After decades of prohibition, 37 states now allow their citizens to use cannabis for medical purposes. Research has found that the plant is capable of alleviating a variety of medical conditions with few side effects. As a result, millions of people across America have begun using cannabis to treat conditions such as anxiety, insomnia and chronic pain.
The surge in cannabis popularity began as people became more aware of the risks associated with opioid use. Although opioids have proven to be instrumental in treating chronic pain conditions, their side effects can be quite severe, ranging from nausea, vomiting and constipation to physical dependence and addiction.
The opioid crisis has taken hundreds of thousands of lives over the past two decades and cost the United States trillions of dollars. Consequently, patients are becoming wary of using opioids to alleviate pain, especially those who have witnessed or experienced side effects firsthand. Cannabis, which has similar pain relief effects without the severe side effects, has proven to be an attractive alternative.
A recent study by Florida State University College and Emerald Coast Research has revealed that medical cannabis reform can help address the opioid crisis by allowing patients to use fewer pharmaceutical opioids in favor of medical marijuana. Researchers from the two institutions asked medical marijuana patients about their cannabis consumption habits and how using cannabis had affected their intake of pharmaceutical drugs.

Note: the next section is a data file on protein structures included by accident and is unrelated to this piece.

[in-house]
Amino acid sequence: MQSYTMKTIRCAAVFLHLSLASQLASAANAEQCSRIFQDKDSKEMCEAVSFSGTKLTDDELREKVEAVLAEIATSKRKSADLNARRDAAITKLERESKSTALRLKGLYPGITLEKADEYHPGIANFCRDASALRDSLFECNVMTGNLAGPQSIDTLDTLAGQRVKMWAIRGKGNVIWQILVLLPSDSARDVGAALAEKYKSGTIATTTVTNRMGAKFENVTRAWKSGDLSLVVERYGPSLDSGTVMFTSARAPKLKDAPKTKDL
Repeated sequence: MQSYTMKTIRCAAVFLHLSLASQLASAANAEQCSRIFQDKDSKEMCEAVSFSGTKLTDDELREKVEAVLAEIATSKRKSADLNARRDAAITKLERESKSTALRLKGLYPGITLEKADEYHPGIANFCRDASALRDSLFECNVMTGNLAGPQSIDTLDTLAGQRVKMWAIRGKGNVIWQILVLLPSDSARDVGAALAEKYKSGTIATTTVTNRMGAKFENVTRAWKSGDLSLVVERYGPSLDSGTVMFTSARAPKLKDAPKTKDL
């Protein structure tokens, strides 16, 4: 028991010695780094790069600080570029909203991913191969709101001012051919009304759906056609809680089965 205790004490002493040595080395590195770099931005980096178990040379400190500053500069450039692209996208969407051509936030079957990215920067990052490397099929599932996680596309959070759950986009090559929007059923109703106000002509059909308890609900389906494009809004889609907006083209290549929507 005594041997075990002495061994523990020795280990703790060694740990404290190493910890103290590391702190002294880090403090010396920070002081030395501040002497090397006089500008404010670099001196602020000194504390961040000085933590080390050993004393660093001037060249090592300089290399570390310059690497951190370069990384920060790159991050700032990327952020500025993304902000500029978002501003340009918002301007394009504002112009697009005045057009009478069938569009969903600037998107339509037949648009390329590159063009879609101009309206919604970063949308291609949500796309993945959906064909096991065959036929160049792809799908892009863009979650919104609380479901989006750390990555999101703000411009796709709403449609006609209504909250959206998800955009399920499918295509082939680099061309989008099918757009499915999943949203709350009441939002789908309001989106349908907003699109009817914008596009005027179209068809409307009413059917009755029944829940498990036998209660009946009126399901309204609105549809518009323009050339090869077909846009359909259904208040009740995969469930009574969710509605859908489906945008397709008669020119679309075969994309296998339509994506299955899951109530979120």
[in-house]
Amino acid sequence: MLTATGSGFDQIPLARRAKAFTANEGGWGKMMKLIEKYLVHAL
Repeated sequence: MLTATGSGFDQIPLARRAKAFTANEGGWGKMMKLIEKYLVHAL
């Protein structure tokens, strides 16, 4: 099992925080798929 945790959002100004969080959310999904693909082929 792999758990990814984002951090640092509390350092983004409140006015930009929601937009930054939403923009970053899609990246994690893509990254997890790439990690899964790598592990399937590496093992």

An estimated 90% (9 in 10) of the patients revealed that cannabis had been “very or extremely helpful” in treating their condition, and 88.7% said that the plant was very important to sustaining their quality of life. In a press release, researcher Carolyne Pritchett said that plenty of people take opioids for pain medication and that if there is an option with reduced risk of overdose and death, it should be considered.
The study was partly funded by Trulieve Cannabis Corp and published in the journal “Substance Use and Misuse.” Pritchett concedes that although cannabis could be a suitable replacement for opioids, we still need more research and studies that follow patients over time to determine if there are any side effects of substituting opioids with cannabis.
According to the study, 68.7% of the participants experienced at least one side effect, with the most common ones being increased appetite, drowsiness and dry mouth. Researchers concluded that the use of prescription pain medications could be reduced or even eradicated, especially for patients who suffer from chronic pain, by substituting them with medical cannabis.
As the use of medical cannabis becomes widespread across the country, there is a chance that home-grow equipment such as the grow pods sold by Advanced Container Technologies Inc. (OTC: ACTX) will proliferate and fewer people will solely depend on store-bought marijuana products.
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